Research at Purdue University draws a connection between lifestyles choices and demographics of consumers and how they view not only their own social responsibility in their buying decisions but also that of corporations.
The study on "ethical consumerism" brings attention to how consumers' attitudes regarding socio-ethical issues might align with their expectations for corporate social responsibility, or CSR.
"Collectively, this analysis suggests that a wide array of ethical concerns are considered by many U.S. consumers in their current purchasing behaviors and that the values underlying their actions may indeed hold implications for consumer perceptions of and support for corporations and their CSR initiatives," the researchers wrote in their report "Exploring Relationships between Ethical Consumption, Lifestyle Choices, and Social Responsibility."
The research was conducted by Nicole Olynk Widmar, associate professor of agricultural economics in the College of Agriculture; agricultural economics master's student Carissa Morgan; and Candace Croney, associate professor of comparative pathobiology and animal sciences in the Colleges of Veterinary Medicine and Agriculture.
Their study builds on existing research involving consumer social responsibility behaviors. The researchers conducted an online survey of 1,201 U.S. consumers in April 2015, targeted to be representative of the U.S. population in gender, age, income and geographic region of residence.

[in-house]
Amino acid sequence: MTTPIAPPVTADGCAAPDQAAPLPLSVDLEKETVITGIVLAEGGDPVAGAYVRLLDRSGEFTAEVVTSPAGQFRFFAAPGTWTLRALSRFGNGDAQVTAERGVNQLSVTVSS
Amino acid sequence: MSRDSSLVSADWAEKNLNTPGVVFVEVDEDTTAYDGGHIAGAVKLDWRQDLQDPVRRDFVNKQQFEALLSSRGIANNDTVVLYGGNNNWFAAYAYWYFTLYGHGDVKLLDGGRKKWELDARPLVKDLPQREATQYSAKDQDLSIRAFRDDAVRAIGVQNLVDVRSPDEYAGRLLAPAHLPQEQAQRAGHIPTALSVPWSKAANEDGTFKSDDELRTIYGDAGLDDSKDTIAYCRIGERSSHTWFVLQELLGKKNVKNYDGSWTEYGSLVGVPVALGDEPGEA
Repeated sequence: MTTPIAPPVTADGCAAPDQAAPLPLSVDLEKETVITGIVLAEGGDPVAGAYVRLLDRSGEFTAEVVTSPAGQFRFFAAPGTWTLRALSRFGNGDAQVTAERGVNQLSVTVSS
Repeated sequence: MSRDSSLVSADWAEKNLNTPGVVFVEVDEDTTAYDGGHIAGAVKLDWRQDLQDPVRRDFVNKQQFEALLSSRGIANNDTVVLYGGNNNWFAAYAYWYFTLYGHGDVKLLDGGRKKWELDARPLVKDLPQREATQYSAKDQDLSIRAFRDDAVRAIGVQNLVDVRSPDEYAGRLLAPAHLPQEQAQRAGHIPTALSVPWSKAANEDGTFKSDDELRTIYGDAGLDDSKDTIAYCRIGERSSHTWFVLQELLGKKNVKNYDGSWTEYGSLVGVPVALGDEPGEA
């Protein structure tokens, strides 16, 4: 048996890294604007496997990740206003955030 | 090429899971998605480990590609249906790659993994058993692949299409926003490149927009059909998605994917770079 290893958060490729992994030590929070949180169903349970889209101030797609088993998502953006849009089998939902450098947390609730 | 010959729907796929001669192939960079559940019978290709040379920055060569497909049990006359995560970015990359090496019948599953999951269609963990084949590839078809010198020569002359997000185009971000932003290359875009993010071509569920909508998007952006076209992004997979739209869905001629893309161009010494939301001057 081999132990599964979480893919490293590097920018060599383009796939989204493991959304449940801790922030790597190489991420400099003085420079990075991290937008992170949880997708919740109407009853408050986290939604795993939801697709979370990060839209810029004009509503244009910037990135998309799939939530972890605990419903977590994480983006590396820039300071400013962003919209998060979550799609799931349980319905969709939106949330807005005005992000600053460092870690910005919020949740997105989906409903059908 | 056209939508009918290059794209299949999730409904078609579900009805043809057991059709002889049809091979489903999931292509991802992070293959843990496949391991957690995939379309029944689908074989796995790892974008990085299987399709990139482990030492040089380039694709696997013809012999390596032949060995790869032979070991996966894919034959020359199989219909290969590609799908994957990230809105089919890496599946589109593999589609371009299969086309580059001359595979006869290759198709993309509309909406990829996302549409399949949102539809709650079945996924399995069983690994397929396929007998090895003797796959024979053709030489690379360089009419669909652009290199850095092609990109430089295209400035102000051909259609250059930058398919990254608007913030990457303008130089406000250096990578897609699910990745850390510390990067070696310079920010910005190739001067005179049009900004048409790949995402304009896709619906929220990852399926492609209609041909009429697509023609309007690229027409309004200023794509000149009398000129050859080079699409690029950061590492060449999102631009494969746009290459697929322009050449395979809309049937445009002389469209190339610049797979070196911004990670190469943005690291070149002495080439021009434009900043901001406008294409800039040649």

Women, younger respondents and more educated respondents were more likely to value and support environmental protection aspects of social responsibility in their consumption behaviors, the researchers found.
Women and younger respondents also were more sensitive to animal welfare concerns, as were vegetarians and vegans, who also strongly supported environmental protection through their consumption behaviors.
Those who traveled, volunteered or engaged in charitable giving also reported more highly valuing the environmental, animal welfare, corporate responsibility and philanthropic dimensions of social responsibility.
All demographics reported avoiding companies that used advertisements that were deceptive or depicted minorities negatively.
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Carissa J. Morgan et al. Exploring Relationships between Ethical Consumption, Lifestyle Choices, and Social Responsibility, Advances in Applied Sociology (2016). DOI: 10.4236/aasoci.2016.65017